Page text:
Councils across England have received their funding settlements for the four years to 2020 in a deal described as “historic” by communities secretary Greg Clark.
Yesterday’s announcement confirmed the Spending Review's projected 6.7% revenue cut for the sector over the course of the settlement period. Lobby group the Local Government Association (LGA) said the deal represented a reduction in core funding of 6.1% for 2016-17 alone.
The deal covers a transition period when councils will move to being funded primarily through the retention of locally-raised revenue, such as business rates and council tax, rather than by the current grant-led system. November 25’s Spending Review said the Department for Communities and Local Government’s own budget would be cut by 29% in the years to 2020, with a 20% reduction in the department’s paybill over that period.
DCLG's overview of the settlement – released yesterday – points to revenue figures for councils increasing from £40.3bn in 2015-16 to £40.5bn in 2019-20. The latter figure is based on a forecast by the Office for Budget Responsibility that includes the presumption that councils with adult social-care responsibilities will raise £2bn through a new flexibility to increase council tax to fund services.
Clark said the deal was an important step on the road to devolving full fund-raising powers to councils.
“This is an historic settlement for local government,” he said. "It makes local councils fully responsible to local people for their financing – rather than central government – something that local government has been campaigning for over a number of decades.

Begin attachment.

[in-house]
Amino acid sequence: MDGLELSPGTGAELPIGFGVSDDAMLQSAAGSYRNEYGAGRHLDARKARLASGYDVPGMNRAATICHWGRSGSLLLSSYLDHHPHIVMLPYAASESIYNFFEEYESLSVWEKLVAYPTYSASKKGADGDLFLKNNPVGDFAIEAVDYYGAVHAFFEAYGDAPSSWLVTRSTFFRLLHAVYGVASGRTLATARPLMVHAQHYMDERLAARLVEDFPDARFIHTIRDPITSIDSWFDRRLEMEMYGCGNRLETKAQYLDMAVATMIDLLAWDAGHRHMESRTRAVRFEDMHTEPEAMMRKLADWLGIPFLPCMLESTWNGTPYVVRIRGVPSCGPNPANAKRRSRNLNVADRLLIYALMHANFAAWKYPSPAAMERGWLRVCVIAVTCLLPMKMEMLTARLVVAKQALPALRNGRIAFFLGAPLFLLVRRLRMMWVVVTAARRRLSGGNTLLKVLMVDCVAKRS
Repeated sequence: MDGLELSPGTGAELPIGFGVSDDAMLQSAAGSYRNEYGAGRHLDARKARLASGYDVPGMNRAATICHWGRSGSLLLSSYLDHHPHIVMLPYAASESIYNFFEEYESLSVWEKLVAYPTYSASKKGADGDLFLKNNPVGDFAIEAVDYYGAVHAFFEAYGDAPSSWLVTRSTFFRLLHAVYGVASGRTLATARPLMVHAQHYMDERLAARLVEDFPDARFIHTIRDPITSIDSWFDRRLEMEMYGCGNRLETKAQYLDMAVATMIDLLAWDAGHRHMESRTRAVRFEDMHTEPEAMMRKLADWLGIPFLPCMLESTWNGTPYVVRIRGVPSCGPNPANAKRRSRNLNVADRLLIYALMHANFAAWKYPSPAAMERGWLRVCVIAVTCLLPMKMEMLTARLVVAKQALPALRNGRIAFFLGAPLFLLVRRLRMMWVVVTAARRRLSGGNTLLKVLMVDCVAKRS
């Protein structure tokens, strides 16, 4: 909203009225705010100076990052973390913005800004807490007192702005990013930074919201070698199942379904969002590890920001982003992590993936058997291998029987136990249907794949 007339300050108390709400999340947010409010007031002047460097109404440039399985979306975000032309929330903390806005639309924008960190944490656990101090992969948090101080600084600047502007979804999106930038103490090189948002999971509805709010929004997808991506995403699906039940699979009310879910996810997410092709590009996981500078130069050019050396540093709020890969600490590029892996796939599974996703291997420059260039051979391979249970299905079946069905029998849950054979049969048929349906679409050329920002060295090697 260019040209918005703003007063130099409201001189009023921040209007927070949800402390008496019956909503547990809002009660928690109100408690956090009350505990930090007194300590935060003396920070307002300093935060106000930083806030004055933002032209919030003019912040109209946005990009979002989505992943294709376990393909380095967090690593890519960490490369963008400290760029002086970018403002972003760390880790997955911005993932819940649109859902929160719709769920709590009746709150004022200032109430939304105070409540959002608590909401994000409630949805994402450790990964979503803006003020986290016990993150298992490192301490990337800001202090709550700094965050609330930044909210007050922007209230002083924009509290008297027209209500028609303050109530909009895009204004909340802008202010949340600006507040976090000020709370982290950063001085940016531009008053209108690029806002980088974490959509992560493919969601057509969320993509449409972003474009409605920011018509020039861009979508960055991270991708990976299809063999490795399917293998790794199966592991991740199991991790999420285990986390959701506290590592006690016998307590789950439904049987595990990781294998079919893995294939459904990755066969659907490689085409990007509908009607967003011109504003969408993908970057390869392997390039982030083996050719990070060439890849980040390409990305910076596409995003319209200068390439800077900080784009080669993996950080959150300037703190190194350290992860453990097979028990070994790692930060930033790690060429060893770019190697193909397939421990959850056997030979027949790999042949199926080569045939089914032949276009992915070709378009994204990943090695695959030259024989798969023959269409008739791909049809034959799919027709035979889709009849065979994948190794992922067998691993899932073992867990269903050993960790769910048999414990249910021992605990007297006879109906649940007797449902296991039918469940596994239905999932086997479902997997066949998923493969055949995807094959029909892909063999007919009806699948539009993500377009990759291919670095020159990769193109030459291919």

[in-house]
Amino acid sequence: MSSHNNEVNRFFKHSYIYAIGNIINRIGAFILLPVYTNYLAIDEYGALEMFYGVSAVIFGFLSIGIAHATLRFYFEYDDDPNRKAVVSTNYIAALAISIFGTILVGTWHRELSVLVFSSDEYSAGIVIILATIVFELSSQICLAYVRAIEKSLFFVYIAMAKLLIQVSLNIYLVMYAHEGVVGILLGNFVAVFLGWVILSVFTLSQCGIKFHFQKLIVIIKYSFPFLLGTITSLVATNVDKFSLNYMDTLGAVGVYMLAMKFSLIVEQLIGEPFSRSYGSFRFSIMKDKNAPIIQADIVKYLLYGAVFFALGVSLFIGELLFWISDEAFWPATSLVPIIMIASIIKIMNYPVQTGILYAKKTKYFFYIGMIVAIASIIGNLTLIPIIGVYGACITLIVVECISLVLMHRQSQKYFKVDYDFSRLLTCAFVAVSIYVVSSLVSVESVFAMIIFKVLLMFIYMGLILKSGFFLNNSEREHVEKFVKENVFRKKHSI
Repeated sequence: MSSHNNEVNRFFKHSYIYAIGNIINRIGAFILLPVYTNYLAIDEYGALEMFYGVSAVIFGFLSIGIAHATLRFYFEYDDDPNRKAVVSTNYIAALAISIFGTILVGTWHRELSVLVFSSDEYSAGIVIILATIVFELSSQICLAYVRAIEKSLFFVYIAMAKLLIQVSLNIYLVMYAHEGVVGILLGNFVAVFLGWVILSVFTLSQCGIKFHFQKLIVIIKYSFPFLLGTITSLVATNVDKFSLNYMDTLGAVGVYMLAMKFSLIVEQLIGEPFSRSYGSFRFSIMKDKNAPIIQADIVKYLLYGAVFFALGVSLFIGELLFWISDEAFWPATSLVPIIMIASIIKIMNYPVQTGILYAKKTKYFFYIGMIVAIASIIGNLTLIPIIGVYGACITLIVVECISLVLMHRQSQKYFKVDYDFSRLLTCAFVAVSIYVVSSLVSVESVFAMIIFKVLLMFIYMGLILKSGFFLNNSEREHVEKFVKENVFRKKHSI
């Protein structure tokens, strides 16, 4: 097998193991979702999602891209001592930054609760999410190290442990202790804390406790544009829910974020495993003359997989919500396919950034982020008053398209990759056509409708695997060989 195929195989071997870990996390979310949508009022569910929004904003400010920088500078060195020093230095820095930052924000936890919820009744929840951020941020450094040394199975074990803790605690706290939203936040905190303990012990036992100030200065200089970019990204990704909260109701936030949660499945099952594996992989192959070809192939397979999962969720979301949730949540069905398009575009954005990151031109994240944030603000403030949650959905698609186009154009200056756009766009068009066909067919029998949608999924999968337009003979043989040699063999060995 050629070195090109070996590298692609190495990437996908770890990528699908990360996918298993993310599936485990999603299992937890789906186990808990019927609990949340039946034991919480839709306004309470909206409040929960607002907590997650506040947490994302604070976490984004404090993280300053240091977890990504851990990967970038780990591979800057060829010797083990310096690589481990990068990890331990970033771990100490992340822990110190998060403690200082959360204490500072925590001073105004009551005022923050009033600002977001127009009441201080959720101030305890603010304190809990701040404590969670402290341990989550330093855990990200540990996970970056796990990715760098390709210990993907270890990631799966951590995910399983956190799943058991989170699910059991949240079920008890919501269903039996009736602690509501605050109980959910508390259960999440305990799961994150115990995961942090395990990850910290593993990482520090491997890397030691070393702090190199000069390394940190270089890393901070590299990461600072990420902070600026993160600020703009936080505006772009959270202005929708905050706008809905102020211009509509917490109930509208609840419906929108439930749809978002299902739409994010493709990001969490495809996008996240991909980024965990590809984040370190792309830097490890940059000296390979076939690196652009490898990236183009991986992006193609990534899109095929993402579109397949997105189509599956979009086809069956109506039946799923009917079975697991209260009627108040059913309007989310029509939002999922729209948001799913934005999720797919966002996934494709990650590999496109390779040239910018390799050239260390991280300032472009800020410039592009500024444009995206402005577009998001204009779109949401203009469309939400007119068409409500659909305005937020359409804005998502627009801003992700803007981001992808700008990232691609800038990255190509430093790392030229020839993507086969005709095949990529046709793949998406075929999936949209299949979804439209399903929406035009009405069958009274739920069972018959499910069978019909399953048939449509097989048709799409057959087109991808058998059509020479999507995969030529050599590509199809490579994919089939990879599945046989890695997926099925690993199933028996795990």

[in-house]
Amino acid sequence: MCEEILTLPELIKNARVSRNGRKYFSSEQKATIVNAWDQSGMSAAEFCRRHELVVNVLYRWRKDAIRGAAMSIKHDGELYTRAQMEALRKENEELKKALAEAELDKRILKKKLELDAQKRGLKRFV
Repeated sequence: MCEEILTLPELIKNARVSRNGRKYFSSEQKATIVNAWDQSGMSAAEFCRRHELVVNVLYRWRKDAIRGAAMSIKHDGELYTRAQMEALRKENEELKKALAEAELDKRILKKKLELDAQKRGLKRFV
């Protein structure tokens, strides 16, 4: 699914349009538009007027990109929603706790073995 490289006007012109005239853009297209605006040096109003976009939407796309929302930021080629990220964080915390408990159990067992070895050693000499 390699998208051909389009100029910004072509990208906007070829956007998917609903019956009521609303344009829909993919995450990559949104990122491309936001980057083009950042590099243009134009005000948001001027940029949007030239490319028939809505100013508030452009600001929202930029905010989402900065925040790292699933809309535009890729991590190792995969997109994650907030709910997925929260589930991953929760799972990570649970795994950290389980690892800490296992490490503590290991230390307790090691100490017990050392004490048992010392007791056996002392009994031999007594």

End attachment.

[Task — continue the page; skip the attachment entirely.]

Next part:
"In doing so it protects the resources available to councils over the next four years, puts more money into the agreed priority of caring for elderly people, and offers councils the certainty of a four-year budget.”
LGA chairman Lord Gary Porter welcomed the deal but admitted “significant challenges” lay ahead for councils, and pointed to general inflation, cost pressures in the care sector, and the impact of the National Living Wage.
According to LGA data, lifting staff pay to take account of the living wage will cost councils at least £340m in 2016-17.
Rob Whiteman, chief executive of the Chartered Institute of Public Finance and Accountancy, said replacing central government funding with fully retained business-rate revenues introduced real risk to council finances and was “something of a gamble” for many vital public services.
“The assumptions underpinning greater localisation are that the economy continues to grow and a much greater number of new homes are built, which recent experience shows is anything but certain,” he said.
Whiteman said top-tier authorities such as county councils and metropolitan boroughs were likely to benefit from the settlement, while district councils would “find a greater squeeze” on their budgets.